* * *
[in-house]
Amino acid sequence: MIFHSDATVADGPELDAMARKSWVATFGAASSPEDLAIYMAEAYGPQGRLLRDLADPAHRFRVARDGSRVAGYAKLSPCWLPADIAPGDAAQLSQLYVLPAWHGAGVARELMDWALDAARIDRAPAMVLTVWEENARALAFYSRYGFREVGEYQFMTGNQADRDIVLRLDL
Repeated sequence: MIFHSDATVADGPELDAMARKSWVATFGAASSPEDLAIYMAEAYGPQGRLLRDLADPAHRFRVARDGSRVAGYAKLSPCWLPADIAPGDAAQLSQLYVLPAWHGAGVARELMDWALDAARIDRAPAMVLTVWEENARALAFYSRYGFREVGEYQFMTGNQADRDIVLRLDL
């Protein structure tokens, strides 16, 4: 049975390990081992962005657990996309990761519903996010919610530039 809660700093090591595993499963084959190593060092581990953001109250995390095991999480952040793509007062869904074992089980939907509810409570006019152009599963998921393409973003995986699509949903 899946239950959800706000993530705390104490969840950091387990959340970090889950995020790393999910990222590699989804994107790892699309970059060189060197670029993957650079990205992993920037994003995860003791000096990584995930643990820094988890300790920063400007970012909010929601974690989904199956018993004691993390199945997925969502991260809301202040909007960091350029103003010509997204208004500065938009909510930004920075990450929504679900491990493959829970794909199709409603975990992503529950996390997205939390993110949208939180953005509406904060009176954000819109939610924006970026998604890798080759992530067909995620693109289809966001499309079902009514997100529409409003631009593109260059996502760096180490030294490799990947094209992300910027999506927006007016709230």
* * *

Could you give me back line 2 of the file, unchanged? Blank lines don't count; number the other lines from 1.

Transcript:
Amino acid sequence: MIFHSDATVADGPELDAMARKSWVATFGAASSPEDLAIYMAEAYGPQGRLLRDLADPAHRFRVARDGSRVAGYAKLSPCWLPADIAPGDAAQLSQLYVLPAWHGAGVARELMDWALDAARIDRAPAMVLTVWEENARALAFYSRYGFREVGEYQFMTGNQADRDIVLRLDL